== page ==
Starting a new tradition

Have you noticed how almost every day belongs to something-or-other? There is International Talk like a Pirate Day, International Peanut Day, International Positive Thinking Day, Fortune Cookie Day, Play Doh Day (the finest smelling of all international days), Make a Hat Day, Felt Hat Day, Green Peace Day, Dot Day, Hug a Greeting Car Writer Day, and these are just some of the bizarre days which are taking place over the next 10 days! Whilst these are all pretty daft, it can be quite difficult to appreciate those days which really are meaningful. When I was growing up, the two days I would get the most excited were Christmas day  my Birthday, which due to particularly poor planning on my parent’s part, occur within a week of each other. OK, I admit it. I was totally mercenary, and like most kids, loved receiving gifts. As my Birthday is on New Year’s Day, during my late teens and early twenties I got used to not celebrating it as most of my friends (and often I) had imbibed just a little too much the night before. Christmas has always been my favourite day of the year, and even the grumpy old man version of me, gets excited about it. Certainly, the Christmas displays seem to go up earlier and earlier each year, but having an excuse for many friends and family to get together for some really good fun is just brilliant.

As the years go by, I wonder whether my children are going to be similarly excited about Christmas though. Whilst there is a dearth of silly days, there does seem to be an increasing number of annual days which we are being encouraged to celebrate. I’m sure that Valentine’s Day has become a much bigger event over the last 15 years (coincidentally the same amount of time that Mrs L. and I have been together) and Halloween seems to be a huge deal, certainly compared to when I was a kid.

Last weekend, in New Zealand we celebrated Father’s Day and whilst it is lovely to receive gifts and little messages from my children and wife, for me, I can’t help but feel that it is all a bit unnecessary. I am delighted that Fraboo made me a card, and wrote the message with no outside help (I love you Dabby), Boy-Boy did a painting at kindergarten, and Jojo provided me with a particularly colourful nappy, but I am glad that they didn’t spend any actual money on me. Perhaps I am a bit of a traditionalist or a cheapskate, but cynically, I see these events as a commercial opportunity. I’m not saying that parent’s shouldn’t be recognised or honoured in some way, but having a financial burden placed on your children and/or partner, to my mind just isn’t necessary.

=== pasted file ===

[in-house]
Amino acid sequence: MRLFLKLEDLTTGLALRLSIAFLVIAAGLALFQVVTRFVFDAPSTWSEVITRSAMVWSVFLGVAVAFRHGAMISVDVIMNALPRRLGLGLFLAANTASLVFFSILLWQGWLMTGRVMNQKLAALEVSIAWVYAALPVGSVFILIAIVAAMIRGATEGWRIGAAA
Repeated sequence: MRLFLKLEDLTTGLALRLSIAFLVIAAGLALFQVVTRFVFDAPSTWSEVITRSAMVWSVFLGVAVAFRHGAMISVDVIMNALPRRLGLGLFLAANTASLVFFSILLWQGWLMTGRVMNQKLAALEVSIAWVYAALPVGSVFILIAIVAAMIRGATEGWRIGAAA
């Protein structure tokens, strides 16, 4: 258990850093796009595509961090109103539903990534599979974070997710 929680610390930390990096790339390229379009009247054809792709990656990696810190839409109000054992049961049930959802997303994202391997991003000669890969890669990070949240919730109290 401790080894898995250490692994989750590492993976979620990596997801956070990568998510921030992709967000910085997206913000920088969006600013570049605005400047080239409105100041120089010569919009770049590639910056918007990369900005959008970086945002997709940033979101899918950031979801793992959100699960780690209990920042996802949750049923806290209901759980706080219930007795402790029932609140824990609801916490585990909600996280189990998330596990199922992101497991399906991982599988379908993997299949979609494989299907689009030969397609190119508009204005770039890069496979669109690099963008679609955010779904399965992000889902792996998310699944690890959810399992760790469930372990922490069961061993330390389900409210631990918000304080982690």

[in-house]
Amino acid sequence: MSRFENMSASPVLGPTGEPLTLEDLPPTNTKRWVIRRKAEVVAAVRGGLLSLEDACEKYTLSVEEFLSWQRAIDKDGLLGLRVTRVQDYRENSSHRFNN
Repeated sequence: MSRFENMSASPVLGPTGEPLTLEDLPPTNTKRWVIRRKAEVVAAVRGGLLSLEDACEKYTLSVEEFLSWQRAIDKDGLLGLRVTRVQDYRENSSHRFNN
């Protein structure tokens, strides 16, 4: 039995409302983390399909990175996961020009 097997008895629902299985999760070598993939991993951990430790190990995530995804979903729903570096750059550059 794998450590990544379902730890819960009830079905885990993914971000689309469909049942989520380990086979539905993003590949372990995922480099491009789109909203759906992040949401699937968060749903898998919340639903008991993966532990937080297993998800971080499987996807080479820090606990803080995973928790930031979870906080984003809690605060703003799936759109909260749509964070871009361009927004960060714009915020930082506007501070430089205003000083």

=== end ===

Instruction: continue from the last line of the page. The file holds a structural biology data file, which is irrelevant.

You see, my contribution to my family is primarily as a provider.  We have made not inconsiderable sacrifices so that my Mrs L. doesn’t have to go out to work. The world is changing and I know that there are many Dad’s who are stay at home parents. Those men should certainly have their efforts recognised, in the same way that, I believe, Mrs L.’s effort are far more worthy of recognition than mine. I wonder if there should not just be one “Primary Care Giver’s Day”. I understand, that the other parent’s contribution is equally valuable often in a vastly different way, but when it comes to raising our children, by far and away, Mrs L. does the majority of the parenting. (Please don’t misunderstand me. I think I do a pretty good job as a Dad, but Mrs L. spends more time with the kids, therefore she does more parenting. It’s really pretty simple.)

With this in mind, I decided that I wanted to mark this Father’s day differently. I bought four postcards, each with a picture which would be significant to the members of my family for which they were intended, and wrote a small note to Mrs L. and each of the kids. In these letters I described what it is that makes me proud of them and what makes them so special to me. I also wrote some of the key events which have happened to them over the past 12 months. I hope that this will become a “Team Fun” tradition and that in years to come the kids (and Mrs L.) can look at these little messages and be able to remember their childhoods a little more clearly, a sort of montage of the time we’ve spent together. I wanted each of them to know how precious they are to me, and how much I value them.

After all, the three things which enable me to enjoy Father’s day, are my children. I genuinely believe that my family help to make me a better version of myself, and therefore to my mind, it should be me who is honouring them. So thank you all, Mrs. L, Fraboo, Boy-Boy and Jojo. You are all awesome!

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